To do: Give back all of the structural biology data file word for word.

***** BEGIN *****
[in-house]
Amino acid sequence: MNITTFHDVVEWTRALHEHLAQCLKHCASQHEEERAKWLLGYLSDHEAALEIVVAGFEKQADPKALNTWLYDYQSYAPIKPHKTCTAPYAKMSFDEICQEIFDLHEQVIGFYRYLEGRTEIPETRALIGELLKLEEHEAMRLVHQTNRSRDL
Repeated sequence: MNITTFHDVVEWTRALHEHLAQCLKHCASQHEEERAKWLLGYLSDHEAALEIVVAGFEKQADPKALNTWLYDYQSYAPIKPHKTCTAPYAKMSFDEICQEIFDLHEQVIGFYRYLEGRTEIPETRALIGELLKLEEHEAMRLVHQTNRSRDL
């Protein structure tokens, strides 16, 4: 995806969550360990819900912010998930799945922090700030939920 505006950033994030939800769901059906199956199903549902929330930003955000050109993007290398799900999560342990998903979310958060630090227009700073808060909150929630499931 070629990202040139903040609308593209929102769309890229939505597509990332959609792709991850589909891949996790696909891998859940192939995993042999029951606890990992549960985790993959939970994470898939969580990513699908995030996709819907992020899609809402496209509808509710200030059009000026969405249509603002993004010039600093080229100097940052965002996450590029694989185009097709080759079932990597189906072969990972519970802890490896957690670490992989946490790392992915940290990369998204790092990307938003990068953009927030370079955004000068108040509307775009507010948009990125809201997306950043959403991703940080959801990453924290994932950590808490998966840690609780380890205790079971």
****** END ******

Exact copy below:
[in-house]
Amino acid sequence: MNITTFHDVVEWTRALHEHLAQCLKHCASQHEEERAKWLLGYLSDHEAALEIVVAGFEKQADPKALNTWLYDYQSYAPIKPHKTCTAPYAKMSFDEICQEIFDLHEQVIGFYRYLEGRTEIPETRALIGELLKLEEHEAMRLVHQTNRSRDL
Repeated sequence: MNITTFHDVVEWTRALHEHLAQCLKHCASQHEEERAKWLLGYLSDHEAALEIVVAGFEKQADPKALNTWLYDYQSYAPIKPHKTCTAPYAKMSFDEICQEIFDLHEQVIGFYRYLEGRTEIPETRALIGELLKLEEHEAMRLVHQTNRSRDL
């Protein structure tokens, strides 16, 4: 995806969550360990819900912010998930799945922090700030939920 505006950033994030939800769901059906199956199903549902929330930003955000050109993007290398799900999560342990998903979310958060630090227009700073808060909150929630499931 070629990202040139903040609308593209929102769309890229939505597509990332959609792709991850589909891949996790696909891998859940192939995993042999029951606890990992549960985790993959939970994470898939969580990513699908995030996709819907992020899609809402496209509808509710200030059009000026969405249509603002993004010039600093080229100097940052965002996450590029694989185009097709080759079932990597189906072969990972519970802890490896957690670490992989946490790392992915940290990369998204790092990307938003990068953009927030370079955004000068108040509307775009507010948009990125809201997306950043959403991703940080959801990453924290994932950590808490998966840690609780380890205790079971």